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Egypt, South Africa discuss Cape-to-Cair

Egypt, South Africa discuss Cape-to-Cairo free trade

African countries need to boost regional trade and investment to keep pace with growth in other emerging economies that have large consumer bases, such as India and China, South Africa's trade chief said on Monday.

Trade and Industry Minister Rob Davies, in Cairo for a high-level, bilateral state visit to the continent's second biggest economy, said Egypt and South Africa were trying to seal a Cape-to-Cairo free trade agreement that could help reduce dependence on flagging European economies.

"The fact of the matter is we don't as single countries begin to touch the sizes of the domestic market of China and India, but as a grouping from Cape-to-Cairo we do start to hit that league," Davies told Reuters in an interview.

Africa boasts some 30 regional trade arrangements, but the continent receives less than 4 percent of global foreign direct investment, in part because small markets often cannot attract big money and because onerous bureaucratic requirements tend to discourage foreign business.

Widespread corruption is another hindrance.

South Africa, faced with a strengthening rand that has hit its main export and manufacturing sectors, is eager to diversify trade with emerging markets, particularly as "seismic changes in the world economy" make it more pressing, Davies said.

The agreement is being pushed by COMESA, the 19-country Common Market for Eastern and Southern Africa, which includes Egypt, and by SADC, the 15-country Southern African Development Community, and the East African common market.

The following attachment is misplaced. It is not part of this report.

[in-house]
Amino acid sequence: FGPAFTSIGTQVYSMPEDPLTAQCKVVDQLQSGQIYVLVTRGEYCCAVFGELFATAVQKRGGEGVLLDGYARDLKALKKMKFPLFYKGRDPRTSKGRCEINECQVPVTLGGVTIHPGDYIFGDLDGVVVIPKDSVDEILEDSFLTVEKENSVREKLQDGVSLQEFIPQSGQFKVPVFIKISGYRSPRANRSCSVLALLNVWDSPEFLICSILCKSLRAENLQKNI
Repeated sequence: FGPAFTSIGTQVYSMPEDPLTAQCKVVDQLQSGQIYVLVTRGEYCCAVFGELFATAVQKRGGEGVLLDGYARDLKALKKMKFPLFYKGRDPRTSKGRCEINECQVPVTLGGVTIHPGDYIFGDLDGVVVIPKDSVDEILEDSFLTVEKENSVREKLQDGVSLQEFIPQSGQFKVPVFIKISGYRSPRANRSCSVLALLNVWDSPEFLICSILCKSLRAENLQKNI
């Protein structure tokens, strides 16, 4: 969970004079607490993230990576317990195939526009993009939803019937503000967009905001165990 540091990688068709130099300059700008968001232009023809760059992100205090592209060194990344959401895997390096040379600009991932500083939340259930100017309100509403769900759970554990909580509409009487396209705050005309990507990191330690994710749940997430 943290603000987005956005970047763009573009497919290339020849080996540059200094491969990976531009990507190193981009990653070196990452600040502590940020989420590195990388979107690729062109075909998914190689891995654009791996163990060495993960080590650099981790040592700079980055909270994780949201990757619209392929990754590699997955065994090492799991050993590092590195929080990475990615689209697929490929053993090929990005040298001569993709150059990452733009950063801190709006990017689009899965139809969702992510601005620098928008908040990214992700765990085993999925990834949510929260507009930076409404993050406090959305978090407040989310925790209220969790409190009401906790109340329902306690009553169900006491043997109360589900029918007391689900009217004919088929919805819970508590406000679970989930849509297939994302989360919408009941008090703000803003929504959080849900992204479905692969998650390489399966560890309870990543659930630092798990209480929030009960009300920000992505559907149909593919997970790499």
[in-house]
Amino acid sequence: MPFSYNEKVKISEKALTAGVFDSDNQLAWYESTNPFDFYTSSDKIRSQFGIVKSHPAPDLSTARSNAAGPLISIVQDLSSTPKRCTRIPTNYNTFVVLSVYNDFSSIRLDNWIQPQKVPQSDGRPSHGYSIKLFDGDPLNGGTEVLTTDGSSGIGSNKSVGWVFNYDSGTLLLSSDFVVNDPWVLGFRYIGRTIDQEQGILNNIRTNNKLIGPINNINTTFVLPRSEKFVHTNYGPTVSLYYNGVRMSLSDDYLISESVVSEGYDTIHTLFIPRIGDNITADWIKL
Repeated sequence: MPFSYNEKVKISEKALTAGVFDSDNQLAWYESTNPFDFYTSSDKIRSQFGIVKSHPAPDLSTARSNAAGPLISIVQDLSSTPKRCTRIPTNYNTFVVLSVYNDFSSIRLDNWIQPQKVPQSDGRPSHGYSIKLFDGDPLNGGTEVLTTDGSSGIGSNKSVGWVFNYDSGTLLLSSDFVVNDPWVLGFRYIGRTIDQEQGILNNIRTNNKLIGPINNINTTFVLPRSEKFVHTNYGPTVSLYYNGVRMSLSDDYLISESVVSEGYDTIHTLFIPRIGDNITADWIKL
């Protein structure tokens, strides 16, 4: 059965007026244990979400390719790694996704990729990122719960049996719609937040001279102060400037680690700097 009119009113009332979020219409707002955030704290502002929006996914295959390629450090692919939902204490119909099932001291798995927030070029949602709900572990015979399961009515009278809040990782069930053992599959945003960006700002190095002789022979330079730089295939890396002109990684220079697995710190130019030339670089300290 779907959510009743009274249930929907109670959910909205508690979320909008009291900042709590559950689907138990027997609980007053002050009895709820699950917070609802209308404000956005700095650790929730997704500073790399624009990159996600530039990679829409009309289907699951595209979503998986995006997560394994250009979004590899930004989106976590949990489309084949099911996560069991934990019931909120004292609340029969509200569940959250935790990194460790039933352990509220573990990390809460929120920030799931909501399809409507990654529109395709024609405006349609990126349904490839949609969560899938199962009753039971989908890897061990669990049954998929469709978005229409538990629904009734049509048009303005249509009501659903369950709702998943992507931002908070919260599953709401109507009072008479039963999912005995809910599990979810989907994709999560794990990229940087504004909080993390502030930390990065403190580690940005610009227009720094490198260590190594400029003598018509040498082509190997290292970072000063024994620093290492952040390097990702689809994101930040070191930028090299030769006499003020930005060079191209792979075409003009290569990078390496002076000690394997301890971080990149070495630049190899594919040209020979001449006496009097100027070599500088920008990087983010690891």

A pact could cover 700 million people from the world's poorest continent, Davies said.

Exports from sub-Saharan countries to one another accounted for 11 percent of their total outbound trade by 2006, according to the United Nations trade body UNCTAD, compared to 46 percent among the states of emerging Asia and 71 percent for developed Europe.

Analysts have said freer and greater trade between African states will stimulate local economic growth and create jobs by attracting more domestic and foreign investment and by cutting reliance on expensive external imports.

"We see that emerging markets and developing countries are becoming the growth forces and the new poles of economic power and the ones that are making headway are also the ones that have sizeable internal markets," Davies said.

South African President Jacob Zuma will visit Cairo on Tuesday with more than 100 South African businessmen, including executives from power utility Eskom, national oil company PetroSA and several ministers.

South Africa's exports to Egypt were a modest 1.2 billion rand and its imports 231.3 million rand in 2009. This compares to 48.7 billion rand of exports and 70.8 billion of imports with China, their single biggest trading partner, in the same year.

"The new prospects are in emerging markets. The fact of the matter is we are in that category, Egypt is in that category," Davies said, adding that interest was in energy, agro-processing and tourism ventures.

Egypt's Trade and Industry Minister Rachid Mohamed Rachid is expected to visit South Africa by mid-February to continue talks started in Cairo this week, Davies added.

22 October 2010   


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